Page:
1. It’s like Advil. It’s basically ibuprofen. Whenever a child is sick or has a fever here the doctors will tell you to give them motrin. It does help reduce the fever and is good for headaches and cramps.

    Yes, Imhotep … those were the days.

    • Ahhh, I know what you mean – here in the UK it’s simply called Ibuprofen, motrin is obviously a brand.

      Imhotep, possibly the greatest man to live considering his varied achievements. You should be honored to have known him. 😀

  2. Does England allow pharmaceutical companies to advertise on television? I rarely watch tv and am always shocked by the number of drugs being advertised. And the way they rapidly list all of possible side effects is disturbing too; diarrhea, nausea, dry mouth, blood clots, head explosion …

    When it comes to mental health I think is is detrimental to the mentally ill to have people taking the medications who really don’t need them. And I think the consumer is responsible as well – people would rather have a quick fix then to actually take the time to work through their problems.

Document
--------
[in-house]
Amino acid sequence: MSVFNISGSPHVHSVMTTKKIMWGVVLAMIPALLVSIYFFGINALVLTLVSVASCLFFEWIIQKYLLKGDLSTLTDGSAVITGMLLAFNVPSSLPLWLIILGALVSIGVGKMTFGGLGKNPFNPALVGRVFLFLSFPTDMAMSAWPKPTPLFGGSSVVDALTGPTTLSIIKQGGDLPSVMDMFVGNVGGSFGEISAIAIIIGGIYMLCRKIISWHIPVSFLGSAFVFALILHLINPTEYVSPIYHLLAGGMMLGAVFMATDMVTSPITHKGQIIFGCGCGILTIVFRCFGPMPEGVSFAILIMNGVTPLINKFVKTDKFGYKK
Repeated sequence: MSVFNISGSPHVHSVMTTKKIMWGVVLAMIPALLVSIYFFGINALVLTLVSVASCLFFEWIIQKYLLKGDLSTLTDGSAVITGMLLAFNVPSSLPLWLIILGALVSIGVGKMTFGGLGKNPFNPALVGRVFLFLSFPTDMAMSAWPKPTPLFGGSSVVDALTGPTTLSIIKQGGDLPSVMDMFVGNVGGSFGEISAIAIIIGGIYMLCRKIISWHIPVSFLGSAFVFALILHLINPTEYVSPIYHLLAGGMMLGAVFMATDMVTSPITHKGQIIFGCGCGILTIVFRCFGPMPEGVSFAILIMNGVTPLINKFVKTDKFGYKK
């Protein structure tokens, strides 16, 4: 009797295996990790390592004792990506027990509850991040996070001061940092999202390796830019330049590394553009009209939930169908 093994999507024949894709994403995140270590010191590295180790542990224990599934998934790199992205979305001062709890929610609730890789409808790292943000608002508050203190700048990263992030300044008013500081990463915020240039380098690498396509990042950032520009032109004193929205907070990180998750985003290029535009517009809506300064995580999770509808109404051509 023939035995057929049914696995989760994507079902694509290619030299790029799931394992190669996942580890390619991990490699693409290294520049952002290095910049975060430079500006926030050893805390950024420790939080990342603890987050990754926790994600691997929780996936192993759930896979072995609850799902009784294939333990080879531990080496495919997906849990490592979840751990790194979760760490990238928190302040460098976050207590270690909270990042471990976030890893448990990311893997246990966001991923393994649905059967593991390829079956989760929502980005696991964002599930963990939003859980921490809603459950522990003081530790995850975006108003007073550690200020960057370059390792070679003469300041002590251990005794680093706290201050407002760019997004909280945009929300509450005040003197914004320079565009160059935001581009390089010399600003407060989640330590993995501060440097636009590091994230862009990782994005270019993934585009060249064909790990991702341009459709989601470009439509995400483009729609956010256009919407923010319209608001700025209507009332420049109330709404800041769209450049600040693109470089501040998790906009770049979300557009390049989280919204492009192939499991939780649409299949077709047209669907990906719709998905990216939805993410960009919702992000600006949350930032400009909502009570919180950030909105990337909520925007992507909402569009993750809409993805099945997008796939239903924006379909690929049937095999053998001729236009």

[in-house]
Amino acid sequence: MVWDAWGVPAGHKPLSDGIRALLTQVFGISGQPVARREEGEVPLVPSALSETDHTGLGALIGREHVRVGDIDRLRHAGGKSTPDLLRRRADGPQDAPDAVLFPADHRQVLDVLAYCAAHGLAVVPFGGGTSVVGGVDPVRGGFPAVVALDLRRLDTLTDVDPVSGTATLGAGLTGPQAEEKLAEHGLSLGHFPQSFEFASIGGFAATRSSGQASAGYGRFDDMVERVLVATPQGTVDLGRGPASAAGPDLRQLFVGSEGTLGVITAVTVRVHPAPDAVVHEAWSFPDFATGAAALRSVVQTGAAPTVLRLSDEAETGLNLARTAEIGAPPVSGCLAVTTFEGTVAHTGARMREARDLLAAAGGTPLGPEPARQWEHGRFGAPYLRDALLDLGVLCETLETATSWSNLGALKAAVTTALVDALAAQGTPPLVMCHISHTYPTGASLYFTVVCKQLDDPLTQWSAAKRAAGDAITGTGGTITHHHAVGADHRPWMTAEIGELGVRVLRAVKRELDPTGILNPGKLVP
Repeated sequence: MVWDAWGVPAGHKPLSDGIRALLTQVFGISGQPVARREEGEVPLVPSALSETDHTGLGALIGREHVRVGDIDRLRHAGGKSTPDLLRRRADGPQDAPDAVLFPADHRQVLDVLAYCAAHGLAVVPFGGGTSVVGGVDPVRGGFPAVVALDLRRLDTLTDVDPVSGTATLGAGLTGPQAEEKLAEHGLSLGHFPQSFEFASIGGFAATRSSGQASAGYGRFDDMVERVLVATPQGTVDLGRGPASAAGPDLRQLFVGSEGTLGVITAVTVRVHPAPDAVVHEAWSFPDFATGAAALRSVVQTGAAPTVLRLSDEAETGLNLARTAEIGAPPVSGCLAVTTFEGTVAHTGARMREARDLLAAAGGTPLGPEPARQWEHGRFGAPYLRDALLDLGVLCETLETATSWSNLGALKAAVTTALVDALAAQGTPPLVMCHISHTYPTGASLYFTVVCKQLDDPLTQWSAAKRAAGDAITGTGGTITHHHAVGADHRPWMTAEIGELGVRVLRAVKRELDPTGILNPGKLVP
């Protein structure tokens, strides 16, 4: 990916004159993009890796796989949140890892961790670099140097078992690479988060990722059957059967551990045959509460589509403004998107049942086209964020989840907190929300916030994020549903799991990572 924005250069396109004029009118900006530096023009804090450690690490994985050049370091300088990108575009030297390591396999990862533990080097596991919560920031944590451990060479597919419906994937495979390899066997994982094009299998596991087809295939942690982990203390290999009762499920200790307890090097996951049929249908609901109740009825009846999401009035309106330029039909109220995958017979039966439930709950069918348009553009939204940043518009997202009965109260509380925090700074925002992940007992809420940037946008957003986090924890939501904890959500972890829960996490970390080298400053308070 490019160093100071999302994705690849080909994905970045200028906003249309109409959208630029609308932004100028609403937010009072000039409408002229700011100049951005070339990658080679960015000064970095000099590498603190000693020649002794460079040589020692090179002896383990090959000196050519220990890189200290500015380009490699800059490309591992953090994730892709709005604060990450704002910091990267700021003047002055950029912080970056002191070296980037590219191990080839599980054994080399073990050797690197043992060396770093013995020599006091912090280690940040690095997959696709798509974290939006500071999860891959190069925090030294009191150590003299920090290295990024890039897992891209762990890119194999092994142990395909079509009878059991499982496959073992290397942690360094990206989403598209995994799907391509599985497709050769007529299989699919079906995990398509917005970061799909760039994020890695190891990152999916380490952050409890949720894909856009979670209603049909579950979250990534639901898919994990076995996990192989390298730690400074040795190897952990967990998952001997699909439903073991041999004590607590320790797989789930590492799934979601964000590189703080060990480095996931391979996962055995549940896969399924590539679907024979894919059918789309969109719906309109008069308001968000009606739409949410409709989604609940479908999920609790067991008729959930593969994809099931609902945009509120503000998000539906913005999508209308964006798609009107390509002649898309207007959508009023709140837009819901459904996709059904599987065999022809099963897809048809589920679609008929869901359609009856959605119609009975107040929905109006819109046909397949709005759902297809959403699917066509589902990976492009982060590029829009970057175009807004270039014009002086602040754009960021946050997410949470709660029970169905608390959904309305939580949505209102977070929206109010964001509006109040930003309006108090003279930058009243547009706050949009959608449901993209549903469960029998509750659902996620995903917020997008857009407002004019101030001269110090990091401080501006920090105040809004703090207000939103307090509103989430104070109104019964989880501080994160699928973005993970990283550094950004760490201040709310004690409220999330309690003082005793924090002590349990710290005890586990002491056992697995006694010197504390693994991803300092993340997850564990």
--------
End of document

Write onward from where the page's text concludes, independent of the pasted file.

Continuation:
I didn’t know they were now marketing to pets.

    I can’t stand how they are medicating children now. It seems like they are being diagnosed with a disorder for simply behaving like children. “Oh, she can’t sit still? Give her a drug.” I am hesitant to even give my daughter motrin when she doesn’t feel well. When I was a child (building the pyramids) only very rarely were we given medicine. And then only when it was prescribed by a doctor – never over the counter.

    • Yeah, here in the UK we do have some medicines advertised on television. I believe there are certain restrictions though, meaining the adverts we see are for ‘lesser’ drugs, rather than anti-depressents, etc.

      I’m actually of the belief that a lot of medicines contribute to people’s problems. Many of them, if not addicted, certainly feel like they need to take their tablets before they can face the day.

      A lot of the time it seems as if all of life’s problems can be cured with a pill which I find to be quite bizarre – people should stand up and sort their issues out themselves.

      Back in your day of course you had Imhotep who was quite the medical man so I hear.

      He would never have recommended giving meds to children, and I very rarely give them to mine.

      What is motrin by the way?